Who could resist shedding a tear at the diverse parade of humanity stepping forward, hesitantly at first, to embrace and
Today, I am 11 years old again -- like I was during 9/11 -- and I'm terrified for my mom's safety, as well as the safety of the entire Muslim-American community.
An Iraqi interpreter who risked his life to help Americans voted on Tuesday for the first time. He wonders if there's a place for him in Trump's America.
For years, Arab American voters, like most other ethnic communities, slightly leaned toward the Democratic party but were swing voters in national and local elections. This was the pattern we observed in the early years of our more than two decades of biannual surveys of the community's voting behavior. It is no longer the case.
I arrived at my office in time to see the second plane hit and it became clear that this was no freak accident. We had been attacked. The nightmare began.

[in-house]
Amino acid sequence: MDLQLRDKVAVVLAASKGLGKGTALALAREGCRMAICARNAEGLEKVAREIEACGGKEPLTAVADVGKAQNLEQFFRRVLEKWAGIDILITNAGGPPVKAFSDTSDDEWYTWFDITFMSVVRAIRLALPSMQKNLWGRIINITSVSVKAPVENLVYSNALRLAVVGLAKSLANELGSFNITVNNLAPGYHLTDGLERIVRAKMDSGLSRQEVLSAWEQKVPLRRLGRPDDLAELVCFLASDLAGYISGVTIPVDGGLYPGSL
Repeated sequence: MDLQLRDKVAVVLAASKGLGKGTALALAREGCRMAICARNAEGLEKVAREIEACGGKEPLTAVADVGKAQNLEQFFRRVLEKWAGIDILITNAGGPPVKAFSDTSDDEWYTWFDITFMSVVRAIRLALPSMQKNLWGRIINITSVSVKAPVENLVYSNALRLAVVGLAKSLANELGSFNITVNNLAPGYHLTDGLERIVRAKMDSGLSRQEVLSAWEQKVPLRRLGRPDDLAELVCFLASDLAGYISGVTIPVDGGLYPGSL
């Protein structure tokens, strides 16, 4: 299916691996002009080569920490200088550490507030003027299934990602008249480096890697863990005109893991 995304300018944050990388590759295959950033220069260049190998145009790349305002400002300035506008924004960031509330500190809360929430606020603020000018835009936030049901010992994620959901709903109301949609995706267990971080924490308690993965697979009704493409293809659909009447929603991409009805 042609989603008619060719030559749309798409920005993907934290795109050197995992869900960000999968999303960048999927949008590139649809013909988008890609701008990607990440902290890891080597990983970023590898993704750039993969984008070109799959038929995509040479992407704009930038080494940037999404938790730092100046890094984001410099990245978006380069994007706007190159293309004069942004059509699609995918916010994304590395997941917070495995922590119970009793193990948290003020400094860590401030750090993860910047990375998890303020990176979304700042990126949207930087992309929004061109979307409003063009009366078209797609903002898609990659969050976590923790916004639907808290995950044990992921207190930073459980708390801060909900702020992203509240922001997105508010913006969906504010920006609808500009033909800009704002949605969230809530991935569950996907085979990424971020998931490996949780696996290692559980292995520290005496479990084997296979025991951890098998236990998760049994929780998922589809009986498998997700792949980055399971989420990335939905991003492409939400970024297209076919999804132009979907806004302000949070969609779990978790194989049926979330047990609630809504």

Nothing will bring back Khalid, and nothing can ease the pain of loss endured by the Jabara family. Majors must pay for his crime. But that is not enough. We must work together as a nation to demand zero tolerance for those who feed the hate that emboldens sick minds to commit murder.
Khalid Jabara was shot and killed on Aug. 12 outside his home in Tulsa, Oklahoma.
I'm not telling all I know now because I have reason to believe it might make the family and friends uncomfortable. See what
Maybe they were children given a false perception of military life. I know I was. I saw it as stable and safe. I believed
Until we acknowledge our past injustices, include its lessons and the experiences of our victims in our self-definition, and radically transform our societies to create more fully inclusive societies, we will continue to be plagued by the consequences of our original sins.